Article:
• Diet: Weight loss and limiting intake of “bladder irritating” foods and drinks may be helpful. (Try avoiding coffee, tea, alcohol, soda, other fizzy drinks, citrus fruit and spicy foods.)
  • Double voiding: Urinating and waiting a few minutes before trying to empty your bladder again may help if you can’t fully empty your bladder.
  • “Quick flicks”: These pelvic exercises can help you relax your bladder muscle when it starts squeezing. Your health care provider can explain this exercise in more detail
  • Delayed voiding: If you have OAB symptoms, you start by delaying urination a few minutes. You slowly increase the time to a few hours. This helps you learn how to put off voiding, even when you feel an urge.

DRUGS AND CATHETERS

When behavioral treatments alone aren’t working well to control your symptoms, drugs or catheters may be prescribed.

  • Drugs for OAB Symptoms: These drugs relax overactive bladder muscles. These may be taken by mouth, or delivered through the skin with a gel or a patch.
  • Drugs for Underactive Bladder: If you need help emptying your bladder, drugs that help make the nerves controlling the bladder more active may be prescribed.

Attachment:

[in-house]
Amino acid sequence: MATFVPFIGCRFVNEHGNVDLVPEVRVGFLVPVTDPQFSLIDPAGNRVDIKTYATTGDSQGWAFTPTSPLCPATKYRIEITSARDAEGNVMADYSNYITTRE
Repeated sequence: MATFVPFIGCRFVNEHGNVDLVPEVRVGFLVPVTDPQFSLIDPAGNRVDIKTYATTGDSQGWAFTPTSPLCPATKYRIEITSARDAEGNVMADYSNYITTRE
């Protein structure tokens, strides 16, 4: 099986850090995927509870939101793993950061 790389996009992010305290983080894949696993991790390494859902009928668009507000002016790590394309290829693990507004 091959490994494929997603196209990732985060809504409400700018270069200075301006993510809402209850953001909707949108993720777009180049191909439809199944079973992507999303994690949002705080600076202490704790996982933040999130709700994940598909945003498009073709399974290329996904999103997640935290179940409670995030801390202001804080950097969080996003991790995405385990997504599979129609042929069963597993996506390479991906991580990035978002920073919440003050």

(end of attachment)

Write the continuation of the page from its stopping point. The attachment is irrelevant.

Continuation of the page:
• Catheter for Underactive Bladder: A catheter is a straw-like tube that you insert to help your bladder empty fully. If you use “continuous catheterization,”your catheter stays in place to drain urine at all times.“ Clean Intermittent Catheterization” (CIC) is where you insert a catheter yourself several times a day. You leave it in only long enough to empty your bladder. CIC can be hard for some people whose nerve damage or other health issue causes hand coordination problems.

OTHER TREATMENTS

If these treatments don’t help, your health care provider should send you to a specialist, such as a urologist who may specialize in neurogenic bladder or incontinence. They may be able to offer other tests and treatments. The treatment choices offered to you will depend on the cause of your nerve damage and what symptoms you have.

Where can I learn more?

For more information about Neurogenic Bladder and its management talk to our urologist at APIS KIDNEY CLINIC.

What You Should Know AboutProstate Cancer

What Is The Prostate?

The prostate is a walnut-sized gland in the adultmale’s reproductive system. It is located rightbelow the bladder, in front of the rectum.

What Is Prostate Cancer?

Prostate cancer is a disease in which cancer cellsgrow in the prostate and then spread to otherparts of the body, especially the bones. It is themost common type of cancer found inmen. The risk of getting prostatecancer increases with age and is mainly found inmen 55 years old and up.

What Are The Symptoms Of ProstateCancer?

Often, there areno symptoms ofprostate cancer.However, thesymptoms of anenlarging prostatemay include:

  • Frequent trips tothe bathroom(especially at night)
  • Pain or burningwhen going to thebathroom
  • Weak or hesitanturine flow
  • Blood mixed Urine
  • Frequent pain orstiffness in thelower back, hipsor upper thighs